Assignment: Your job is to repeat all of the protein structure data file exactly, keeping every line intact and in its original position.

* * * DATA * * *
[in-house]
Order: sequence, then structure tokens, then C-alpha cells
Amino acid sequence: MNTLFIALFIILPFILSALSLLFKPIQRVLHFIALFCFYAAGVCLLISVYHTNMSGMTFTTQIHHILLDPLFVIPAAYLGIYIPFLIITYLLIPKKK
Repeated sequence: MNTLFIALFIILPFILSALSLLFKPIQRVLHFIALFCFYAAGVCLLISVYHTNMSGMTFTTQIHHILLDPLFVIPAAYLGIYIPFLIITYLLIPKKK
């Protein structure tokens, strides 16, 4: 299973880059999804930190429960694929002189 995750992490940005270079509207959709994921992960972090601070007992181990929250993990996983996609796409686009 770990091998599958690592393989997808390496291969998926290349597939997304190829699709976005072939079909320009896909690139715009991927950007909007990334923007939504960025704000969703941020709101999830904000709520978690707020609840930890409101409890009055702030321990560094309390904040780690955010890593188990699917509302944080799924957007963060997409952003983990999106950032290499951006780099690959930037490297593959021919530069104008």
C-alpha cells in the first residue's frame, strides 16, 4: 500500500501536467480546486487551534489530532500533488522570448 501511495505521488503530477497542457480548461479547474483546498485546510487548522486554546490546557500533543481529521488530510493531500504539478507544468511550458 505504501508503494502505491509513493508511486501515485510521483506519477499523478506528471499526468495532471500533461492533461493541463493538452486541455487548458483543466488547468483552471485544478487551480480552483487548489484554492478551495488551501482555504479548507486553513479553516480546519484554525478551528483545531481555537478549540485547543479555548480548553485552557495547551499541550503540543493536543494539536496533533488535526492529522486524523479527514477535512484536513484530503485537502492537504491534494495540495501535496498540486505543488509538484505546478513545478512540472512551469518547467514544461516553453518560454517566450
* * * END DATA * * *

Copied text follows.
[in-house]
Order: sequence, then structure tokens, then C-alpha cells
Amino acid sequence: MNTLFIALFIILPFILSALSLLFKPIQRVLHFIALFCFYAAGVCLLISVYHTNMSGMTFTTQIHHILLDPLFVIPAAYLGIYIPFLIITYLLIPKKK
Repeated sequence: MNTLFIALFIILPFILSALSLLFKPIQRVLHFIALFCFYAAGVCLLISVYHTNMSGMTFTTQIHHILLDPLFVIPAAYLGIYIPFLIITYLLIPKKK
């Protein structure tokens, strides 16, 4: 299973880059999804930190429960694929002189 995750992490940005270079509207959709994921992960972090601070007992181990929250993990996983996609796409686009 770990091998599958690592393989997808390496291969998926290349597939997304190829699709976005072939079909320009896909690139715009991927950007909007990334923007939504960025704000969703941020709101999830904000709520978690707020609840930890409101409890009055702030321990560094309390904040780690955010890593188990699917509302944080799924957007963060997409952003983990999106950032290499951006780099690959930037490297593959021919530069104008």
C-alpha cells in the first residue's frame, strides 16, 4: 500500500501536467480546486487551534489530532500533488522570448 501511495505521488503530477497542457480548461479547474483546498485546510487548522486554546490546557500533543481529521488530510493531500504539478507544468511550458 505504501508503494502505491509513493508511486501515485510521483506519477499523478506528471499526468495532471500533461492533461493541463493538452486541455487548458483543466488547468483552471485544478487551480480552483487548489484554492478551495488551501482555504479548507486553513479553516480546519484554525478551528483545531481555537478549540485547543479555548480548553485552557495547551499541550503540543493536543494539536496533533488535526492529522486524523479527514477535512484536513484530503485537502492537504491534494495540495501535496498540486505543488509538484505546478513545478512540472512551469518547467514544461516553453518560454517566450